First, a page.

Sound/Fire Proofing Finished Basement Ceiling for Accessory Dwelling Unit

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Posted by: from Bradford
4/30/2021 at 6:28:57 AM


We have a finished basement apartment that came with the house when we bought it. I want to get the apartment registered with the Town of BWG as an accessory unit to rent it out in future if need be. I applied for a permit and was advised that I need to rip out the current ceiling, sound proof it with insulation and resiliant channels and then replace the drywall be fire rated one. That work alone is being quoted for approximately $6500 to $9000 labour and material included. I feel that there has to be another way to bring my basement up to code without removing the current ceiling. Any suggestion/advice is greatly appreciated.

Thanks in Advance.

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Date/Time4/30/2021 at 10:14:31 AM

If the city allows you , you can double stack fire rated drywall on top of your ceiling without removing your ceiling

Because the only part that is important for you to rent the downstairs from your upper floor, this a stop the fire Form reaching either of you guys and to give you time to leave the house.

and you don't need to sound proof with insulation this is only an option by the homeowner if you wanted to soundproof it So the tenant downstairs don't have to hear you walk over their heads Or hear each other's conversation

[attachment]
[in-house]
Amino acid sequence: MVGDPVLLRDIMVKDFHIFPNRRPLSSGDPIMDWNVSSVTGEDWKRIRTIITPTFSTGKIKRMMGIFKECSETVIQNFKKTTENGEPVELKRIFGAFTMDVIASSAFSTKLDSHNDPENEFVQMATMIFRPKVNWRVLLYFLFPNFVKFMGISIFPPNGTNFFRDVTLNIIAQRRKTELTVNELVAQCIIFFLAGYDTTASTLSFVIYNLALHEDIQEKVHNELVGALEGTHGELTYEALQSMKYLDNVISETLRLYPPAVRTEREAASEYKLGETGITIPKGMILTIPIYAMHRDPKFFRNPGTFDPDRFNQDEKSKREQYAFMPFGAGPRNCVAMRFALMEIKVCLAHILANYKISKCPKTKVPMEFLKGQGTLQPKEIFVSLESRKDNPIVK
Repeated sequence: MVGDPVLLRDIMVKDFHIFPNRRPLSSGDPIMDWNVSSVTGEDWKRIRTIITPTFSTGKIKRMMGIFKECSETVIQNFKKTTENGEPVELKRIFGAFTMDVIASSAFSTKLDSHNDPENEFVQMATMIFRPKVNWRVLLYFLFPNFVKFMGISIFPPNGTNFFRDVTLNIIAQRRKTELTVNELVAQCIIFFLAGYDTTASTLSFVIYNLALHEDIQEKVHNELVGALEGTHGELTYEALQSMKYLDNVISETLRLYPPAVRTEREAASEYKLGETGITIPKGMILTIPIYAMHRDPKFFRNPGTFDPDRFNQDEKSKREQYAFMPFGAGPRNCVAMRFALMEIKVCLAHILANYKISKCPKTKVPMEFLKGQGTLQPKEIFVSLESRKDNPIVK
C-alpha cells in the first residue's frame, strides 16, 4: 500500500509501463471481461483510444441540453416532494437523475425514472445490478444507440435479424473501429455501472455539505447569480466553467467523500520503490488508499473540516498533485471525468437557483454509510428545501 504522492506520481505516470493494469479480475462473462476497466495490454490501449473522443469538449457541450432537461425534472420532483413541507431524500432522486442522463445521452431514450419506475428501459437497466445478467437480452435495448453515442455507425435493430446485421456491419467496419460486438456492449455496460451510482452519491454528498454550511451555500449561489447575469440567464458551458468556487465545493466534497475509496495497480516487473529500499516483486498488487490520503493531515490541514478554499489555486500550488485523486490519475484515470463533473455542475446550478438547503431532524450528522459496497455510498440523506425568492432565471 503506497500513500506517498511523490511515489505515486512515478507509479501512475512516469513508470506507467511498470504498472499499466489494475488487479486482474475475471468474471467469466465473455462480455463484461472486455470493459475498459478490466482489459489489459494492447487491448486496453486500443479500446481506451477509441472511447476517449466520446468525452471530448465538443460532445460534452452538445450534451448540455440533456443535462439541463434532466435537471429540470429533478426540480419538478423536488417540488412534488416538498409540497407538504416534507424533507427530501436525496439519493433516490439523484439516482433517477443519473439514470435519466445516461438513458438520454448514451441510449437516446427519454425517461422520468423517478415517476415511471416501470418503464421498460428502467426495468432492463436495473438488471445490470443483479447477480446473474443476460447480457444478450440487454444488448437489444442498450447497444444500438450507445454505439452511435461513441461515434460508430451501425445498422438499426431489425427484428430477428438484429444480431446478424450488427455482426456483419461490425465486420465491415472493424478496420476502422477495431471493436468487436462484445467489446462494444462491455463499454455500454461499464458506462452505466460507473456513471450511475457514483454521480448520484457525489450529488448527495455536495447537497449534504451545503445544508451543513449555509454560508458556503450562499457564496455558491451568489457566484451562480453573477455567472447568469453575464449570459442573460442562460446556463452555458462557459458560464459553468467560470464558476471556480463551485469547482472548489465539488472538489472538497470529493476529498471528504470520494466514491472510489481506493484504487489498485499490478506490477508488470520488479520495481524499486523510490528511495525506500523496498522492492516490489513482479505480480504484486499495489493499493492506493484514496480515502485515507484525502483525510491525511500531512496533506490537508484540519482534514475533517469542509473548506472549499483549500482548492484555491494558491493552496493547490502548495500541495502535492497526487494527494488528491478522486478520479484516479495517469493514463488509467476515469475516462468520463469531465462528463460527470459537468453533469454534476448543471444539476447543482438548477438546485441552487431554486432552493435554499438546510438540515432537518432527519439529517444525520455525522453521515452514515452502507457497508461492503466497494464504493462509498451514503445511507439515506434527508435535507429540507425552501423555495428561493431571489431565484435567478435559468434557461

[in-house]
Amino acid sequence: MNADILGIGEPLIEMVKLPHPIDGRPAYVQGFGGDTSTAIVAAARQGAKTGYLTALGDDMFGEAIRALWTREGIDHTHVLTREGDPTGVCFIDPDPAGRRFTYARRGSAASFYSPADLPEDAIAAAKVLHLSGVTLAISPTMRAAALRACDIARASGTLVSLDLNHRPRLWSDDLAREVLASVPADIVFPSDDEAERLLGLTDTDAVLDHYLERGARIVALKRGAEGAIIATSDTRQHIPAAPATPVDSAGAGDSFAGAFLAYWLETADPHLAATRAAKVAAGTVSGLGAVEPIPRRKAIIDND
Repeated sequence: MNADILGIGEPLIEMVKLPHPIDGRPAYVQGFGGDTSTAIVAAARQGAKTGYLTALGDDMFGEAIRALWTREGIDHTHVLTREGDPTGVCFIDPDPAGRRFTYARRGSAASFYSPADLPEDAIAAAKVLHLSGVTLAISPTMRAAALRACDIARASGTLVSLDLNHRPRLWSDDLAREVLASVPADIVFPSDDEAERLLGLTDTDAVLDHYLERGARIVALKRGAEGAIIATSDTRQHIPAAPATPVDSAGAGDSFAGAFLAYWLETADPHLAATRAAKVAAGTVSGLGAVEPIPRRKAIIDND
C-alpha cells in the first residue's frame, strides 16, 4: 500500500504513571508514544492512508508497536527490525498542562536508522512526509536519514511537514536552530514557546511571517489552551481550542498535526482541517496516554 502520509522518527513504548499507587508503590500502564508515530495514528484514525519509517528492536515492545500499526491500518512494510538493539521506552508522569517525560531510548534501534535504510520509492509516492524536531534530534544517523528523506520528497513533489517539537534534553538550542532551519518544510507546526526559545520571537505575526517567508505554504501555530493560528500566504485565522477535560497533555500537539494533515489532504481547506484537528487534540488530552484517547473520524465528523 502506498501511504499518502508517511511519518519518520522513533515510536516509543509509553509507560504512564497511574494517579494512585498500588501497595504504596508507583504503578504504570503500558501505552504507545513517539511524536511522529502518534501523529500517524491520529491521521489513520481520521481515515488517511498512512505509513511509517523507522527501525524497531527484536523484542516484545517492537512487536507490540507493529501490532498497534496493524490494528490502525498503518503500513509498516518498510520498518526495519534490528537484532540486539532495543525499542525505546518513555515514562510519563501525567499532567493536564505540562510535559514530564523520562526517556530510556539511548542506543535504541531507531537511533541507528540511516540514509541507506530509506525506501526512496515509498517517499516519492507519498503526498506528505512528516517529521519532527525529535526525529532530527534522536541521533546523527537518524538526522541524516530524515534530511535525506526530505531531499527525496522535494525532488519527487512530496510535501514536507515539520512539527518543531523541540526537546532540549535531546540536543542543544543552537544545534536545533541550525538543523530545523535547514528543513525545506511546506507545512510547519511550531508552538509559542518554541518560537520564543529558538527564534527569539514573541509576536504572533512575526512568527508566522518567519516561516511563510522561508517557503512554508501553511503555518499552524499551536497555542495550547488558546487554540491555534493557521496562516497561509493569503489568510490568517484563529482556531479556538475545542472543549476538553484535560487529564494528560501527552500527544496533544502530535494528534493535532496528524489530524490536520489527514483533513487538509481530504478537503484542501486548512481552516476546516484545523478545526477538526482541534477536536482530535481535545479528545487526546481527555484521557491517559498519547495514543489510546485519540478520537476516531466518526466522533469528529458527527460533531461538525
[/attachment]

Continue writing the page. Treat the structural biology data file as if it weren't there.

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Ian in Edmonton
Date/Time4/30/2021 at 10:33:38 AM

In Alberta it's not required to have fire-rated drywall for a secondary suite. Article reads "Floor assemblies contained within dwelling units and within houses with a secondary suite need not be constructed as fire separations." Therefore only regular 1/2" drywall is required.

Regarding sound transmission the current (2019) Code has introduced requirements for secondary suites - requiring an STC (Sound Transmission Class) rating of 43. There are tables in the Code which illustrate a wide variety of assemblies and their associated STC (and fire resistance) ratings. The advice that you received from the town may be correct on this matter.

There may be a number of other development and Building Code requirements your town didn't inform you of which could cause further hiccups with your plan to legalize the suite; it would be best if you could find someone knowledgeable to inspect your home before you proceed too far and find there is more to be done. For example, you cannot mix conditioned air between the suites (separate furnaces) and the furnace room is required to be fully protected with drywall.

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Ian in Edmonton
Date/Time5/3/2021 at 4:26:53 PM

Just a little more info to better answer your question. The Table provided in the Code shows that adding a layer of 1/2" Type X gypsum board to the existing assembly would only provide an STC rating of 33 (Table, far below what's required (STC 43).

The Code also specifically talks about the 150 mm of sound absorbing insulation + resilient channels as your municipality has suggested. (Article, with an alternative of an assembly meeting the STC of 43.

Hope this better answers your questions.


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